Australia does not intend to strengthen its short-term targets. She said, Monday, November 8, that she will continue to sell charcoal for ” decades “, after rejecting an agreement to phase out this polluting fossil fuel in order to limit climate change.
About 40 countries have pledged to go without coal in the decades to come at COP26 in Glasgow. Australia, like several major coal-consuming countries such as China and the United States, has not signed this commitment.
Australian Resources Minister Keith Pitt told ABC:
“We have made it very clear that we will not be shutting down our coal mines or our coal plants. “
Defending Australia’s decision, Pitt said his country has the best quality coal in the world. “If we don’t win this deal, someone else will win it”, he added. “I would much prefer it to be a high quality Australian product, which creates Australian jobs and grows the Australian economy, rather than a [charbon] coming from Indonesia, Russia or elsewhere “, said the minister, assuring that the demand for coal must increase until 2030.
Government plan criticized
Australia, one of the world’s largest producers of coal and natural gas, has experienced extreme events – droughts, forest fires and floods – amplified by climate change in recent years. Scott Morrison’s government unveiled a 2050 carbon neutral goal on October 26, but the plan has been criticized for its lack of detail and the fact that it relies heavily on as yet unknown technological innovations.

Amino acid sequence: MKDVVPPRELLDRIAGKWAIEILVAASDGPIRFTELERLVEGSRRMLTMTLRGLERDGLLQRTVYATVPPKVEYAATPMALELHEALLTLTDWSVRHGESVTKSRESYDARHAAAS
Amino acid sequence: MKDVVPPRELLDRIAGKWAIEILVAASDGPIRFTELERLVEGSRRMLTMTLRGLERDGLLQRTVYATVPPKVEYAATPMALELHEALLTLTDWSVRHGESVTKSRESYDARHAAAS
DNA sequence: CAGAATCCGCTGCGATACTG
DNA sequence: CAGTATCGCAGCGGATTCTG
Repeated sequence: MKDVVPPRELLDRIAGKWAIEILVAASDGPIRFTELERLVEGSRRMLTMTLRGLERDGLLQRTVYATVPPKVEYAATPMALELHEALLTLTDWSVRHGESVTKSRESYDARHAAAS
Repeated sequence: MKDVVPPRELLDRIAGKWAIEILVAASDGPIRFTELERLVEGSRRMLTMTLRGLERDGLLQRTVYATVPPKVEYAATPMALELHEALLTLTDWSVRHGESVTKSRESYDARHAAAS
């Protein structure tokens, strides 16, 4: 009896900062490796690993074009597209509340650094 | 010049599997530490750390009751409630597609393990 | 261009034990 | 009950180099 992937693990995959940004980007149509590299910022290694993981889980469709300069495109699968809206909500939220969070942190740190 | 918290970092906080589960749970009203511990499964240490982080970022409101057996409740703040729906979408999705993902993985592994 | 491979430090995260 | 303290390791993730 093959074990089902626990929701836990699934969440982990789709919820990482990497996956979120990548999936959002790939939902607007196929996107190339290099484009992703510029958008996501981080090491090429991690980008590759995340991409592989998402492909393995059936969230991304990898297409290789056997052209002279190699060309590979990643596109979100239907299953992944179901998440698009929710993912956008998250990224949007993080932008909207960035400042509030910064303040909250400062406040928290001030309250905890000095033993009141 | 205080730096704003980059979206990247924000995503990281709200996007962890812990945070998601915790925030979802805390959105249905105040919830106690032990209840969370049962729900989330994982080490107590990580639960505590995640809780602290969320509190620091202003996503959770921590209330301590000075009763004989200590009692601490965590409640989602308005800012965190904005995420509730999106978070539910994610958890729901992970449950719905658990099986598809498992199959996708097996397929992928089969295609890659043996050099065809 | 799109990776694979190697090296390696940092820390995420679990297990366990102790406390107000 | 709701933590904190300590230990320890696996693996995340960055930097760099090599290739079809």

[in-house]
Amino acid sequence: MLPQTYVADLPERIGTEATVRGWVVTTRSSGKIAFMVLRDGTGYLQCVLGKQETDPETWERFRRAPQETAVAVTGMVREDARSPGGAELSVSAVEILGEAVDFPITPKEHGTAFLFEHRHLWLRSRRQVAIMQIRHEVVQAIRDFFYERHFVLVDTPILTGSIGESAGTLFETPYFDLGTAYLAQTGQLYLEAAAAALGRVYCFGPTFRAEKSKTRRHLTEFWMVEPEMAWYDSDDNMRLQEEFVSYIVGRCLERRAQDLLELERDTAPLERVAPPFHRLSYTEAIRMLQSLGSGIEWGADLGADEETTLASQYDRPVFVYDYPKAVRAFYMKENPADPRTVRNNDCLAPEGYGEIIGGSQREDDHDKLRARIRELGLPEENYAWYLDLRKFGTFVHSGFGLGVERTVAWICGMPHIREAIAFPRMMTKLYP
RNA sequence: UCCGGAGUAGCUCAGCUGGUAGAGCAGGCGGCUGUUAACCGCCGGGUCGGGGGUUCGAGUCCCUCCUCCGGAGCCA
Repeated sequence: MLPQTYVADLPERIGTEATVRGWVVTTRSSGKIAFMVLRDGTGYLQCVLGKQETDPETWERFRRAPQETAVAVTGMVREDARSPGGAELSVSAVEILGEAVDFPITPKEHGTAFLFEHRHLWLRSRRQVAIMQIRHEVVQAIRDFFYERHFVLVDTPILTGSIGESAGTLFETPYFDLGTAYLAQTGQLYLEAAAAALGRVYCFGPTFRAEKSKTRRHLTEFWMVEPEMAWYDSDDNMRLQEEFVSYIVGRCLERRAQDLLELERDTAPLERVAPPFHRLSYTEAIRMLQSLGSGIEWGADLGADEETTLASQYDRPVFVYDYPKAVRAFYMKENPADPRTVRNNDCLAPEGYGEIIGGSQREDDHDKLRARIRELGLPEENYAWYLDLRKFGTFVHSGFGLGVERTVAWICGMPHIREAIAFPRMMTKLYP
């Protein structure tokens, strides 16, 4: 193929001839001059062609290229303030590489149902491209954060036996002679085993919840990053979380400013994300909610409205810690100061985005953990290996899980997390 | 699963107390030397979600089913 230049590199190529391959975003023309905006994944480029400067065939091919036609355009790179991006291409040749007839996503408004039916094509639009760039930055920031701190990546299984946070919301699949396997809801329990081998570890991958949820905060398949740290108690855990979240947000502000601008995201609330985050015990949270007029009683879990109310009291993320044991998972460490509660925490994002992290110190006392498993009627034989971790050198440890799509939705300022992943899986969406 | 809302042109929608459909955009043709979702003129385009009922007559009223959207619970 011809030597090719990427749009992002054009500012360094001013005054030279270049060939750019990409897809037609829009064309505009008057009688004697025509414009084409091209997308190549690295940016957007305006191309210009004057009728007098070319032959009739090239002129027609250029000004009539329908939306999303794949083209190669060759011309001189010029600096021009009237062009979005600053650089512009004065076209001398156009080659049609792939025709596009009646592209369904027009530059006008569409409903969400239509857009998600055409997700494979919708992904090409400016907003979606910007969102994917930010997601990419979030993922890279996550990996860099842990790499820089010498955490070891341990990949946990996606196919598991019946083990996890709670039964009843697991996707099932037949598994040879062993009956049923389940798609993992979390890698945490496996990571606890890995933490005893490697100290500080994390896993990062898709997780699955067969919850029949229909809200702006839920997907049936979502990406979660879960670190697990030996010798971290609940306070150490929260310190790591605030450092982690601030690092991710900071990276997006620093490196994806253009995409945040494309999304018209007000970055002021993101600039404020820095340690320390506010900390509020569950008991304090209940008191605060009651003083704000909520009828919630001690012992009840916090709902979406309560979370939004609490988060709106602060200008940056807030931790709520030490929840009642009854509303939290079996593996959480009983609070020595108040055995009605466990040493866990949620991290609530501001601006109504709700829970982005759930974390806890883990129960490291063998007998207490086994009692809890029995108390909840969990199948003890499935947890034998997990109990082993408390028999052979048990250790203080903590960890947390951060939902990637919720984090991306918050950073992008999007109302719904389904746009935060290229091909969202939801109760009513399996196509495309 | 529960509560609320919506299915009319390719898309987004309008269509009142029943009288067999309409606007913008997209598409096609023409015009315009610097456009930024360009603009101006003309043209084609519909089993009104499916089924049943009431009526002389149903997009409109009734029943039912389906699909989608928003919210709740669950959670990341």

The Minerals Council of Australia, which represents major mining groups like BHP and Rio Tinto, has estimated that the 2050 target is achievable, with a heavy investment in technology. Almost 300,000 Australian jobs rely on the coal industry, according to Pitt. The Minerals Council of Australia, for its part, puts forward figures of 50,000 direct jobs and 120,000 indirect jobs.
Large groups ensure that they are opting out of the most polluting fossil fuels. In this connection, BHP announced on Monday that it had sold its 80% stake in a metallurgical coal mine in the state of Queensland, in the east of the country, to Stanmore Resources, for at least 1 , 2 billion US dollars (approximately 1 billion euros).
Edgar Basto, head of Australian mining at BHP, said in a statement:
“As the world decarbonises, BHP is focusing more on producing high-quality metallurgical coal, sought after by global steelmakers, in order to improve efficiency. [énergétique] and reduce emissions. “